On The Road: The Banned Plays On In Greenville

Shoeless_museumsign.JPGA series of plane trips, bus rides, and subway jaunts on Sunday evening eventually returned me to the comforting embrace of New York City.

But the “Southern Swing” is not done! I’ve got more material, and where there is material there is hope. Yesterday in Greenville, SC I was able to visit the city’s formidable 1-2 baseball punch: The Shoeless Joe Jackson Museum and Fluor Field. Although not affiliated with one another, these two national pastime establishments are located on opposite sides of the same street and well worth visiting.

Today’s post — and article! — will focus on the Shoeless Joe Jackson Museum, while tomorrow theShoeless_exteriorposter.JPG “Southern Swing” will finally wrap up with a tour of Fluor Field.

So, the first thing you need to know about Shoeless Joe is that he was raised in Greenville and later returned to the city. And the Museum is located in the blacklisted star’s former home — a brick structure that was chopped in half, re-located, renovated and refurbished.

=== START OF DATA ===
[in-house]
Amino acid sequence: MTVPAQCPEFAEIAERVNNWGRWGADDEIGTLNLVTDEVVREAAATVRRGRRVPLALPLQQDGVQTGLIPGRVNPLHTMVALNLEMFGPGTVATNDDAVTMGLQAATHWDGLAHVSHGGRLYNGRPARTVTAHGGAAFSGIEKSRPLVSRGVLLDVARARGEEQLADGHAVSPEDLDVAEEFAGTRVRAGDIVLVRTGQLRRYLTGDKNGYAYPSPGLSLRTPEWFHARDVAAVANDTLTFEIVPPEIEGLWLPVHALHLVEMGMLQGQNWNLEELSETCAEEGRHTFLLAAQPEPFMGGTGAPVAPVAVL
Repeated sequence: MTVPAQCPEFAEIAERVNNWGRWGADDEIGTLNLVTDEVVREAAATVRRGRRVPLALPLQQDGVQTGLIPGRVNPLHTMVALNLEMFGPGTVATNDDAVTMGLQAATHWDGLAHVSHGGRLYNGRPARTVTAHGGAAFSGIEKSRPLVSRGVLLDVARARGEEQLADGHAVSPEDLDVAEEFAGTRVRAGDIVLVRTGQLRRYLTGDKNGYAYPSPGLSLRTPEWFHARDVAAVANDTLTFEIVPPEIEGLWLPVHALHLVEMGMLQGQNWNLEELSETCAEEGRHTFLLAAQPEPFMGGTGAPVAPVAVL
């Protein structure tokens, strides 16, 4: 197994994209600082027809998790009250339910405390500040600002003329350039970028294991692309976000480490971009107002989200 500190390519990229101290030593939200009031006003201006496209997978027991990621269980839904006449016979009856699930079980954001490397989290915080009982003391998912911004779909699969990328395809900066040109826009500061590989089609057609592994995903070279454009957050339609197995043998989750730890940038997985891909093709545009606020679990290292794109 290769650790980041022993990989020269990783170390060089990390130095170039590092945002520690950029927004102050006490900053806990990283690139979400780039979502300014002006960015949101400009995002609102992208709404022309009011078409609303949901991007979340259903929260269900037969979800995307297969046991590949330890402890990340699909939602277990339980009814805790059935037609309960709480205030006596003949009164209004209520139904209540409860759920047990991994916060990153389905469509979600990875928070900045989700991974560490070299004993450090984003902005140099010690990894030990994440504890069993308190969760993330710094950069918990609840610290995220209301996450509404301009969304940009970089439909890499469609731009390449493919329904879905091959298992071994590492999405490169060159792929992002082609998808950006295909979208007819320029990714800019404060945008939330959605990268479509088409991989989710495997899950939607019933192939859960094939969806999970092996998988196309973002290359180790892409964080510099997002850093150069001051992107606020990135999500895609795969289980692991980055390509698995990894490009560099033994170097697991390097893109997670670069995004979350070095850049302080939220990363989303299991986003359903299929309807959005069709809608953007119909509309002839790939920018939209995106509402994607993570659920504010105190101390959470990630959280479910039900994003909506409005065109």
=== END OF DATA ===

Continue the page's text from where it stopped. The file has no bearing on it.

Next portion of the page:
Of course, this effort bears considerable similarity to the Mobile BayBears’ “Hank Aaron Childhood Home and Museum.” Perhaps the re-location of old baseball player domiciles will one day be a common practice around baseball; at the very least it would make a good reality show.

The Shoeless Joe Jackson Museum is an all-volunteer effort spearheaded by Arlene Marcley, who first became interested in Jackson after fielding numerous requests related to him while working in the Greenville mayor’s office. Currently, the museum is only officially open from 10-2 on Saturdays, but tours are available on request and readily accommodated. 

I received one such tour late Sunday morning, which I will now try to convey to you via copious photo documentation.


The entire house is filled with Jackson memorabilia and period details (Jackson lived in the house with his wife from 1940 until his death in 1951).

Shoeless_Arlene (living room 2).jpg

Shoeless_Arlene (living room).jpg

Shoeless_Arlene (hallway).jpg

The whistle from the old Brandon textile mill. Young Joe worked at the mill, and played for the company’s baseball team. 

Shoeless_mill whistle.JPG


The doors of the liquor store that Joe ran in Greenville:


The kitchen is equipped with vintage appliances:



The homey study is lined with baseball books — donated by museum supporters nationwide.

Shoeless_Arlene (study2).jpg

Shoeless_Arlene (study).jpg

And, as mentioned before — all of this is located across the street from Fluor Field (home of the Greenville Drive). I’ll have more on that beautiful structure tomorrow — you’d have to watch Shaquille O’Neal practice free throws in order to see more bricks in one place!

Leaving o
n a high note, as always.


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